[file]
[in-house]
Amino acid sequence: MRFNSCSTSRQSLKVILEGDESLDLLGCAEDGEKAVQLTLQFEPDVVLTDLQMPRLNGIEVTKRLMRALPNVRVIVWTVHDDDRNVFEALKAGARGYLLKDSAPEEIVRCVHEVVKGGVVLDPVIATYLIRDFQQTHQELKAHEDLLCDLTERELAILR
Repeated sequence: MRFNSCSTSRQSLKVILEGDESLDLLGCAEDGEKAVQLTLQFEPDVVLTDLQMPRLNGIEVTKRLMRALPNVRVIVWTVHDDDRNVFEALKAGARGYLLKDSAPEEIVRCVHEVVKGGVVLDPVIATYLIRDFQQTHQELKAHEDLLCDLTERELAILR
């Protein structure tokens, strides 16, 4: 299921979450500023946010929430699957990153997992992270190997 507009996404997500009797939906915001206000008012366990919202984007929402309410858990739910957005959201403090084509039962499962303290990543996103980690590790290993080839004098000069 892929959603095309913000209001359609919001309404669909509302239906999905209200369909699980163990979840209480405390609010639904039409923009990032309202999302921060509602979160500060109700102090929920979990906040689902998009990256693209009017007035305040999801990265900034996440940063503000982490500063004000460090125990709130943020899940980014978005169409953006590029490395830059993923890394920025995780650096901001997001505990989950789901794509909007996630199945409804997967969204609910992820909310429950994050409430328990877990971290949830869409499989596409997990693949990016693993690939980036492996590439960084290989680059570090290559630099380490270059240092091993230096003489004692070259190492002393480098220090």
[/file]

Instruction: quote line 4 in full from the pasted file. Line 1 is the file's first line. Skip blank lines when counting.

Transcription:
């Protein structure tokens, strides 16, 4: 299921979450500023946010929430699957990153997992992270190997 507009996404997500009797939906915001206000008012366990919202984007929402309410858990739910957005959201403090084509039962499962303290990543996103980690590790290993080839004098000069 892929959603095309913000209001359609919001309404669909509302239906999905209200369909699980163990979840209480405390609010639904039409923009990032309202999302921060509602979160500060109700102090929920979990906040689902998009990256693209009017007035305040999801990265900034996440940063503000982490500063004000460090125990709130943020899940980014978005169409953006590029490395830059993923890394920025995780650096901001997001505990989950789901794509909007996630199945409804997967969204609910992820909310429950994050409430328990877990971290949830869409499989596409997990693949990016693993690939980036492996590439960084290989680059570090290559630099380490270059240092091993230096003489004692070259190492002393480098220090």